Weary Sixers fall in Miami

By Sean Kennedy (@PhillyFastBreak)

Miami 108, Philadelphia 99 – Box Score

With less than 20 games left in the regular season, every game is critical at this point. Facing a Miami team directly behind them in the standings though, Thursday night’s game in South Beach carried an added bit of importance for the Sixers. Ultimately, whether it was due to it being the third game of a 4-game road trip, the famous nightlife in the city where the heat is on (to use a Philadelphia native’s phrase), or simply an off night in a long NBA season, the Sixers just didn’t have the energy to turn it up in the fourth quarter and come away with the victory.

Philadelphia led by 1 heading into the final frame, but a few minutes into the fourth, the Heat went on a 10-1 run to pull away. The Sixers struggled with their usual unforced turnover difficulties (18 on the game, 1 above their season average), and exhibited low energy on the defensive end. Miami went off for 35 points in the fourth quarter, as the Sixers couldn’t string the necessary stops together to make a game of it down the stretch. It certainly didn’t help that the Heat were on fire from the outside, shooting 14-26 from behind the arc, or that Dwyane Wade once again made it look like he found the Fountain of Youth in his return to Miami, scoring 16 points off the bench. Seriously, does this look like the guy people have been calling washed up for months, if not years?

Often this season, when the Sixers have been struggling to this degree, they’ve leaned on Joel Embiid to play like an MVP-caliber talent and rule the day. Lately though, the big man has been struggling, as it appears he’s hit a wall in the face of the largest workload of his life. The Athletic’s Rich Hofmann noted that Embiid has now played more minutes this season than his past four years combined.

The 1,650 minute threshold carries additional significance. As pointed out by Bobby Marks, it was the necessary mark set by the team within Embiid’s rookie extension to bypass the injury clause; Embiid now needs to reach the mark in at least two of the next three seasons.

Clearly, the front office viewed this workload as evidence of a successful season; Embiid has reached it with a month left. But he looks a little worse for wear as a result. After Dwight Howard scored 30 two nights earlier, Hassan Whiteside worked his way against Embiid for 26 points on 9-12 shooting. Embiid had no steals or blocks, unusual for a man as generally active as him defensively. On the offensive end, Embiid shot just 5-18 from the field, with many of his jumpers simply coming up short, clear evidence of not having his legs.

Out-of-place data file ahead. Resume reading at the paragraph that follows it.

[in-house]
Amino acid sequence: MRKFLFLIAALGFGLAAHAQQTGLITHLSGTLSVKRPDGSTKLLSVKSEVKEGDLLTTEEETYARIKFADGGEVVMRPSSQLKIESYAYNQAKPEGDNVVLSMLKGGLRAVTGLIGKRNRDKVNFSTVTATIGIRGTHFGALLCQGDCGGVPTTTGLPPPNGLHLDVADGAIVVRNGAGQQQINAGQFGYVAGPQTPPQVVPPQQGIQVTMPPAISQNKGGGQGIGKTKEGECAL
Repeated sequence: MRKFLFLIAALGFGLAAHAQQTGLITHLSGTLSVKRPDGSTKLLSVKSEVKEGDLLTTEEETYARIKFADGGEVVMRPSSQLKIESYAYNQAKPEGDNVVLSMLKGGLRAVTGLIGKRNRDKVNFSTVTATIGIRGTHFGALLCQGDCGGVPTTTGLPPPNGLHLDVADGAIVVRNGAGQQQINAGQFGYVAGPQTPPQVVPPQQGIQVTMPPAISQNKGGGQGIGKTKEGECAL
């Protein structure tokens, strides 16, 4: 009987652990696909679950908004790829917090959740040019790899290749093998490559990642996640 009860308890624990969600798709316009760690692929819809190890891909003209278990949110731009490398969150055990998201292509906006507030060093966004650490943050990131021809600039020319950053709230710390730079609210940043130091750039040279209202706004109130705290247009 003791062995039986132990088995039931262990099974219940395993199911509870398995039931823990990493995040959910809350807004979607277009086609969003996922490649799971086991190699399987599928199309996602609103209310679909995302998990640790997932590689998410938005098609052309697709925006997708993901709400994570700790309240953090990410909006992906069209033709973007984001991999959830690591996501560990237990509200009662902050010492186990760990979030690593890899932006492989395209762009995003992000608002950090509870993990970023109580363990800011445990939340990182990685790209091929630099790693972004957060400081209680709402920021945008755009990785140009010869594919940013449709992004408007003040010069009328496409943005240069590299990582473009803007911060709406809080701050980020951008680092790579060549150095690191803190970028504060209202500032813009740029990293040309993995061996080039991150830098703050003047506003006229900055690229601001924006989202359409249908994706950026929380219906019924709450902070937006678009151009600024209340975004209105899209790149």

That’s not to pin the loss on Joel; I’m just pointing out that so often he’s been good enough to lift everyone else up, and that hasn’t been there lately for perfectly understandable reasons. The rest of the supporting cast needs to play better. Aside from J.J. Redick, who scored 18 points on 4-6 shooting from three, even the guys who contributed something had a “yeah, but” aspect to their night.

Dario Saric led the team with 20 points, continuing his torrid shooting stretch by knocking down 4 of 7 three-pointers. Yeah, but he led the turnover brigade with 6 giveaways.

Ben Simmons had a well-rounded line of 10 points, 8 rebounds, 8 assists, 3 steals, and 2 blocks. Yeah, but he had 5 turnovers himself.

Robert Covington was the team’s best defender, coming away with a game-high 4 steals and a outstanding block to deny a Heat lay-up in transition. Yeah, but he shot an absolutely putrid 0-10 from the field.

Either Embiid needs to play like an All-NBA player, or the rest of the team has to be nearly flawless. Neither thing occurred Thursday night and the Sixers dropped their second game of the road trip as a result. They’re now tied in the season series with Miami (the next tiebreaker will be conference record) and hold a one-game advantage over the Heat in the standings, while sitting 1.5 games back of 5th-place Indiana. Every game matters. Fortunately, Sunday in Brooklyn should prove as an easier way to close out the road trip before heading back to Philadelphia.

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